Manbites Dog's The Receptionist | Theater | Indy Week
Pin It

Manbites Dog's The Receptionist 

Women on the brink

click to enlarge Marcia Edmundson as the title character in The Receptionist - PHOTO BY ALAN DEHMER

The Receptionist
Manbites Dog Theater
Through Feb. 28

In Franz Kafka's The Trial, the victim of anonymous torment was a small-time bank manager. In Manbites Dog Theater's production of Adam Bock's The Receptionist, times have evolved enough that even the lowliest of underlings are subject to persecution. An increasingly dark comedy that combines the banality of evil with the banality of office life, The Receptionist is a nifty little mood piece that goes a bit slowly in its first part, but gradually builds to a chilling climax.

Manbites Dog veteran Marcia Edmundson stars as Beverly, the receptionist at the "Northeast office" of a enigmatic corporation. Beverly's inane existence involves putting people through to voice mail and engaging in small talk, either on the phone or with office-mate Lorraine (Katja Hill).

On the day that occupies most of the play, Beverly's routine is disrupted by the odd absence of her boss, Mr. Raymond (a very good Carl Martin), just as an envoy from the "central office," Martin Dart (Derrick Ivey), shows up looking for him. More small talk ensues, which becomes somewhat bigger talk after Dart leaves and Raymond returns. It seems that Beverly has been in willful denial about what her company does, and Raymond has had a crisis of conscience.

Needless to say, things aren't going to end well.

The Receptionist takes a while to get going, and it's at its best in the moments when the dark comedy and the deadpan comedy merge: It's a hilarious, unnerving experience to hear certain things discussed in the same manner that one might talk about a jammed copier.

Edmundson is excellent as Beverly, as is Martin as the broken Mr. Raymond, while Hill has a nicely neurotic presence as Lorraine. Ivey cuts a demonic figure as Dart (with his suit and slicked-back hair, he resembles the comedian Bob Odenkirk), and he also deserves praise for his scenic design of a convincingly bland office environment. The only two weaknesses in this show are the slowly paced first half and the use of Hitchcockian music during the scene breaks (it's a little too histrionic for such a low-key play).

The Receptionist cuts a convincing portrait of how a soul-killing job might eventually kill you. Still, it does seem like kind of a sweet gig if you get paid by the hour. We hear there might be openings at the Northeast office.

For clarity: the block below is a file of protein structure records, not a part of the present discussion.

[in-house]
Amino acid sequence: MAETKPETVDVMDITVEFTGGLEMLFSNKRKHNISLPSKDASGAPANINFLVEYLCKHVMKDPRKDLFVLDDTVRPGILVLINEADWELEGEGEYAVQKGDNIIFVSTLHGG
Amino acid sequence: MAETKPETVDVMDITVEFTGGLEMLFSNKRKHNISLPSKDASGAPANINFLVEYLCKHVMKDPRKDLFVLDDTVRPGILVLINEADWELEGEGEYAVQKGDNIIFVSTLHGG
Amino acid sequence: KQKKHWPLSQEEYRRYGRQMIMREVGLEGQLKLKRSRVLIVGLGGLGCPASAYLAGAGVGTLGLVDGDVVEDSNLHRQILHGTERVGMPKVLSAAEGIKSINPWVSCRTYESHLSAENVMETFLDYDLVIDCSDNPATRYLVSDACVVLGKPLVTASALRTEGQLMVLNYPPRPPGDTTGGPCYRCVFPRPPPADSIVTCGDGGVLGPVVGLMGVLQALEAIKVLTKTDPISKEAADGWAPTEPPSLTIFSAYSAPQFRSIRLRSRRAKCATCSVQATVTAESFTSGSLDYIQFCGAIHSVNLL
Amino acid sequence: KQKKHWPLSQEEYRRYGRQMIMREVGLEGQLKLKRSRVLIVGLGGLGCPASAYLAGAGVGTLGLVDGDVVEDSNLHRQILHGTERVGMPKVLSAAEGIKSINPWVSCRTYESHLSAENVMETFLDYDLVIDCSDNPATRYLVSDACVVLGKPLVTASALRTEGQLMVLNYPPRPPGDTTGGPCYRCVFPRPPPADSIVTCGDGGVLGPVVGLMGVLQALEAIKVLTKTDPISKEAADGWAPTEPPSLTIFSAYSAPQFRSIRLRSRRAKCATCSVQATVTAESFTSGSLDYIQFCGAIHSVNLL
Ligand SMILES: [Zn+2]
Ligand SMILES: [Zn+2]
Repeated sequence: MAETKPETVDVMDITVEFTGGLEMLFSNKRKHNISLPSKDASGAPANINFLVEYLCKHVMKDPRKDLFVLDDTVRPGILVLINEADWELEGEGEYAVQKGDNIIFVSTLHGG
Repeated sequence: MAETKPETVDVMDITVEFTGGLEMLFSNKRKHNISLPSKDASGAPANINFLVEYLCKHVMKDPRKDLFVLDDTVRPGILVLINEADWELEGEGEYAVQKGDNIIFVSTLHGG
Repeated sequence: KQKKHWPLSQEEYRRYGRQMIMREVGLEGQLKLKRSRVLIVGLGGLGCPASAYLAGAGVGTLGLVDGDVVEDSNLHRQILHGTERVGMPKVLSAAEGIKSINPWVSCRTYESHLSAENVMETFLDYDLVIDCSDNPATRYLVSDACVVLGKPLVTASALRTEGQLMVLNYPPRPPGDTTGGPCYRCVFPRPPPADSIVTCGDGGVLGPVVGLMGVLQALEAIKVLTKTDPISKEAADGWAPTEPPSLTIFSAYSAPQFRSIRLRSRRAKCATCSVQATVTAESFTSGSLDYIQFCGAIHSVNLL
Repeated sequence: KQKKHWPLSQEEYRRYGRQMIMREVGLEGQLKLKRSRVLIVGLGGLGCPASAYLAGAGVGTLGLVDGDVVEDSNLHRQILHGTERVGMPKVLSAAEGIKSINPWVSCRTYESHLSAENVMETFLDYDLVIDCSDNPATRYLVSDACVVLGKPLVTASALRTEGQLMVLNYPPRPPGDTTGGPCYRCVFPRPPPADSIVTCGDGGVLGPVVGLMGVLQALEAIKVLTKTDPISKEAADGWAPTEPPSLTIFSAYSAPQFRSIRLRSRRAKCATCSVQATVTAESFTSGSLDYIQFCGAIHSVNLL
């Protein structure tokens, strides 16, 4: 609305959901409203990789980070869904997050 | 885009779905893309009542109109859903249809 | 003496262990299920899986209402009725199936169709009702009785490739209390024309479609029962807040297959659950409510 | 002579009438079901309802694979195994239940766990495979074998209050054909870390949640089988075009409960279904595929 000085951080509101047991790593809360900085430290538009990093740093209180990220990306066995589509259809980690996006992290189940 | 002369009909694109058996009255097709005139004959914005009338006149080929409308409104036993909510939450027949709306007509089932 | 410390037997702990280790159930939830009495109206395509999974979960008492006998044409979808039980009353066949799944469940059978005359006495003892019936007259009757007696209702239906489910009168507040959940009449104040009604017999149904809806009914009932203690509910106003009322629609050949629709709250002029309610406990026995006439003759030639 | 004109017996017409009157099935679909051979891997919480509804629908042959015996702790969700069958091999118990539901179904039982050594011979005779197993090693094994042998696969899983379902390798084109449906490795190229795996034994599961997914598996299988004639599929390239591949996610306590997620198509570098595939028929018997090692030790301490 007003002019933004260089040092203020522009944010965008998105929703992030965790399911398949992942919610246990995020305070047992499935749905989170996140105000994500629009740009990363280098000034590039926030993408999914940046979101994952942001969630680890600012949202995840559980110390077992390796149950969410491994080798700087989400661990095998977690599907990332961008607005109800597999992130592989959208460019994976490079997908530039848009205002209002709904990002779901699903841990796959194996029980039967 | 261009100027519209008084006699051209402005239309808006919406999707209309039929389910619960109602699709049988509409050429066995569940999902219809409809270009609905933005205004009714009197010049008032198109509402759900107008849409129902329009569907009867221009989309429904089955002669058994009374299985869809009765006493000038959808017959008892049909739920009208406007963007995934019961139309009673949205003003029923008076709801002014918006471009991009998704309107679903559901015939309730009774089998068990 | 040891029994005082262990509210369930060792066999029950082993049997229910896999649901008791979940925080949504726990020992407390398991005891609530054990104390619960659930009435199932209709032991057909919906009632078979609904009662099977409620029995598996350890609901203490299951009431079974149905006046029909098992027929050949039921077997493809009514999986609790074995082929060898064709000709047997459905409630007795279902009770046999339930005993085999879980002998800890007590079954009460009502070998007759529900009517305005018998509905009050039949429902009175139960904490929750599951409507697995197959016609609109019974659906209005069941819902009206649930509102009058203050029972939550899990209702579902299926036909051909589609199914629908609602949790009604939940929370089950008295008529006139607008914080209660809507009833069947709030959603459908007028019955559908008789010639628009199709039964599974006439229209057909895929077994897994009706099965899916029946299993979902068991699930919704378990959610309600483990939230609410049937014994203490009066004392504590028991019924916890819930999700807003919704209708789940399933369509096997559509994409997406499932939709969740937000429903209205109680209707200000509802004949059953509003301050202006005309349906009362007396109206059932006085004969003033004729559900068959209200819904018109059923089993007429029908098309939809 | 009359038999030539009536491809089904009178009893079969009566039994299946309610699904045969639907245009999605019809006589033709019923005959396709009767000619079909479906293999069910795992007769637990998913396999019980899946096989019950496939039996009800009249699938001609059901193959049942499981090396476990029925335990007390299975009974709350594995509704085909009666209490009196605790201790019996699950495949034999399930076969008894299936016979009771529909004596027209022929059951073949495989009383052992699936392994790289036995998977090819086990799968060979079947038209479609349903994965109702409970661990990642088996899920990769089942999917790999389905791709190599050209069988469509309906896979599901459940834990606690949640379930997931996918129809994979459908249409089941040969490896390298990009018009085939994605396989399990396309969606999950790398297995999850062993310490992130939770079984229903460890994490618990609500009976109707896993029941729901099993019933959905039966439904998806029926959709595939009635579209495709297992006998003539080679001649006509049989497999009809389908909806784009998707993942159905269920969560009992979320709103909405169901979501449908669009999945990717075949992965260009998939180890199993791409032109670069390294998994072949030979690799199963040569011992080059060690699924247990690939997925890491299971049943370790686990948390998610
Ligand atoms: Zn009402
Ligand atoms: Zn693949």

Comments

Subscribe to this thread:

Add a comment

INDY Week publishes all kinds of comments, but we don't publish everything.

  • Comments that are not contributing to the conversation will be removed.
  • Comments that include ad hominem attacks will also be removed.
  • Please do not copy and paste the full text of a press release.

Permitted HTML:
  • To create paragraphs in your comment, type <p> at the start of a paragraph and </p> at the end of each paragraph.
  • To create bold text, type <b>bolded text</b> (please note the closing tag, </b>).
  • To create italicized text, type <i>italicized text</i> (please note the closing tag, </i>).
  • Proper web addresses will automatically become links.

Latest in Theater



Twitter Activity

Comments

This looks wonderful! I cant wait until it goes on the road so we can see it in California!

by Michelle Nogales on Pioneering African-American Sci-Fi Author Octavia Butler’s Empathy and Foresight Take the Stage in Parable of the Sower (Theater)

Spelling error for one of the owners of RRE: it's Rebekah Carmichael, not Rachel Carmichael. Also, the shows run between …

by J Robert Raines on Raleigh Room Escapes Slips Through the Keyhole Between Room-Escape Games and Immersive Theater (Theater)

Most Recent Comments

This looks wonderful! I cant wait until it goes on the road so we can see it in California!

by Michelle Nogales on Pioneering African-American Sci-Fi Author Octavia Butler’s Empathy and Foresight Take the Stage in Parable of the Sower (Theater)

Spelling error for one of the owners of RRE: it's Rebekah Carmichael, not Rachel Carmichael. Also, the shows run between …

by J Robert Raines on Raleigh Room Escapes Slips Through the Keyhole Between Room-Escape Games and Immersive Theater (Theater)

your 20 sept review of playmakers current offering missed the boat, big time. the play portrayed all the characters as …

by Pointyhead on The Cake Edits Reality to Ignore the Everyday Consequences of Bible Belt Homophobia (Theater)

Oh, I'd be amused even without the in-jokes. These folks are having a great time, and the setting is transportive. …

by needsomeokra on Wants Upon a Time Is a Commedia Dell'arte Interrogation of What Happily Ever After Really Means (Theater)

The photo credit is incorrect. The photo was taken and edited by Areon Mobasher for Burning Coal Theatre Company. Please …

by Areon Mobasher on The Greeks Streamlines Sophocles’s Theban Trilogy Into Three Nimble, Strikingly Modern One-Acts (Theater)

© 2017 Indy Week • 320 E. Chapel Hill St., Suite 200, Durham, NC 27701 • phone 919-286-1972 • fax 919-286-4274
RSS Feeds | Powered by Foundation